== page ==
Due to the complexity of instrumenting with custom opcode handlers, some profiling extensions opted for the Zend Extension approach.

Zend Extension hooks

PHP extensions can register as a special kind of extension called a Zend Extension. This special extension has access to parts of the engine that regular extensions do not have, including begin and end handlers for function calls.

The main drawback to this method is that it causes the compiler to generate two additional opcodes for every function call: one opcode for the begin handler (EXT_FCALL_BEGIN) and one for the end handler (EXT_FCALL_END). These extra opcodes have a high performance overhead and are not suitable for a production-level tracer.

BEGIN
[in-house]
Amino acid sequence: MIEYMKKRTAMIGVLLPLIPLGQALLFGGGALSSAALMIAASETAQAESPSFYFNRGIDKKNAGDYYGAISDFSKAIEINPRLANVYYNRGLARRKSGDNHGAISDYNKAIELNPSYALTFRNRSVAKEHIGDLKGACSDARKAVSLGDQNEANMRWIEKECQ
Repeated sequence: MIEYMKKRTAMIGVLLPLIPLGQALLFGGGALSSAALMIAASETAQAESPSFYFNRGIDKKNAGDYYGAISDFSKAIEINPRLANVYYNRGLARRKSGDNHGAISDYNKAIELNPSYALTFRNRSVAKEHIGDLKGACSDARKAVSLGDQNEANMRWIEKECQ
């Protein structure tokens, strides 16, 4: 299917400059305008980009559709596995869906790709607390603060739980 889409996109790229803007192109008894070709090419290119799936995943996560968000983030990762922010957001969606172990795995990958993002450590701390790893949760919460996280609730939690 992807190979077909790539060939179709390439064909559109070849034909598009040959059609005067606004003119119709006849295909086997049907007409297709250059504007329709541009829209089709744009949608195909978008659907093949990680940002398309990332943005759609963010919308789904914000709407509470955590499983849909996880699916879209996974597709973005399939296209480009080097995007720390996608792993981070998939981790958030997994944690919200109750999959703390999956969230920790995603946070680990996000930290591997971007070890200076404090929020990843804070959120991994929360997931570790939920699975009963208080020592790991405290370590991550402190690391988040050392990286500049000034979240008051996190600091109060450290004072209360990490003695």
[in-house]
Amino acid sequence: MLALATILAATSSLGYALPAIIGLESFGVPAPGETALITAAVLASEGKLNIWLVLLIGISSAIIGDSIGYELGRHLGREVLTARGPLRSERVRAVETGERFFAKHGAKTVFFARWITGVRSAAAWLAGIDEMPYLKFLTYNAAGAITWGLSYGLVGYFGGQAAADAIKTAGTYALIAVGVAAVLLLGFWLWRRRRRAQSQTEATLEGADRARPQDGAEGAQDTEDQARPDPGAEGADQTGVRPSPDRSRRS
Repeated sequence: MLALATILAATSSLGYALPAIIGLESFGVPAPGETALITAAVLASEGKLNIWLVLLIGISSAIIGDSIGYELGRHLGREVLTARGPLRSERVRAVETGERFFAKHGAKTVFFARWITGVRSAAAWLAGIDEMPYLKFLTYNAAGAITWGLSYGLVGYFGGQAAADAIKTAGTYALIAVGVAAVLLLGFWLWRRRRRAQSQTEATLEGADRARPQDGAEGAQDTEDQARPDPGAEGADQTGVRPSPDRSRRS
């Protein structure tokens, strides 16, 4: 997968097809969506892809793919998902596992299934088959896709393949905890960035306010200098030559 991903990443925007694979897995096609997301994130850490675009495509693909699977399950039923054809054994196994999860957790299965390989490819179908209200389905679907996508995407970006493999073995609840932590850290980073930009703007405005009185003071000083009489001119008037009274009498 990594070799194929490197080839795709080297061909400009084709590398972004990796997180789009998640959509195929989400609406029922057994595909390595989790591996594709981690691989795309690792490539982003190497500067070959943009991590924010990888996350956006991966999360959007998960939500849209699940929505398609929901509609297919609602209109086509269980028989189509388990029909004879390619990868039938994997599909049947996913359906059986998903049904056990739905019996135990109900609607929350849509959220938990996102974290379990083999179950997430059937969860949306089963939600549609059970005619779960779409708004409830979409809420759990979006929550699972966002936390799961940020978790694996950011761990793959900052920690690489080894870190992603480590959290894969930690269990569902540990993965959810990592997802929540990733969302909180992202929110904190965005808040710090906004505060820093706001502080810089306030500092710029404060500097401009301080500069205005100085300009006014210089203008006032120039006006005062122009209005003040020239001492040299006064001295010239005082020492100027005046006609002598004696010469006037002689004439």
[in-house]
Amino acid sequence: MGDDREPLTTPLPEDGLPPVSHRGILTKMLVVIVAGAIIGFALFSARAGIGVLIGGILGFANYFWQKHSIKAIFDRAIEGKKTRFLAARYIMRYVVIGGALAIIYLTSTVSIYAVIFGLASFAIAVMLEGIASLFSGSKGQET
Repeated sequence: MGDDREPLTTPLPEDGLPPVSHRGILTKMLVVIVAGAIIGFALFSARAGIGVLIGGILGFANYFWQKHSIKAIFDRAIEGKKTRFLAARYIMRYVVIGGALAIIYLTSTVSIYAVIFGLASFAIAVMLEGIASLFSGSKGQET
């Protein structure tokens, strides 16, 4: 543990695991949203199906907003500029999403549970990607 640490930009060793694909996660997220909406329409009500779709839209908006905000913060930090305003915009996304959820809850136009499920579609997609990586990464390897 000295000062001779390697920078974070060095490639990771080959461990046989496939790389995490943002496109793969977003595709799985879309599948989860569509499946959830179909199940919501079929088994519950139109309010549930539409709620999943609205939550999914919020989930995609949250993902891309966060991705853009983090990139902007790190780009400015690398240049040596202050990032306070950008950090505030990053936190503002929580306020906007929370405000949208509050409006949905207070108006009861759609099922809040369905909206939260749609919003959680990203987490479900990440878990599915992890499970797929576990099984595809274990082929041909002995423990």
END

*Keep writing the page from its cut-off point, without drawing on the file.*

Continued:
Initial resolutions

Due to the drawbacks with the above engine hooks, some engineers sought other ways to intercept function calls. There was a proof of concept tracer that injects nodes into the abstract syntax tree (AST) during compilation. These nodes call out to observability functions. Our team also wrote a proof of concept tracer based on the same AST injection idea. However, to date there are no known production ready tracers using this approach, and it’s most likely because injecting an observability hook before and after every function call has a performance overhead similar to a Zend Extension.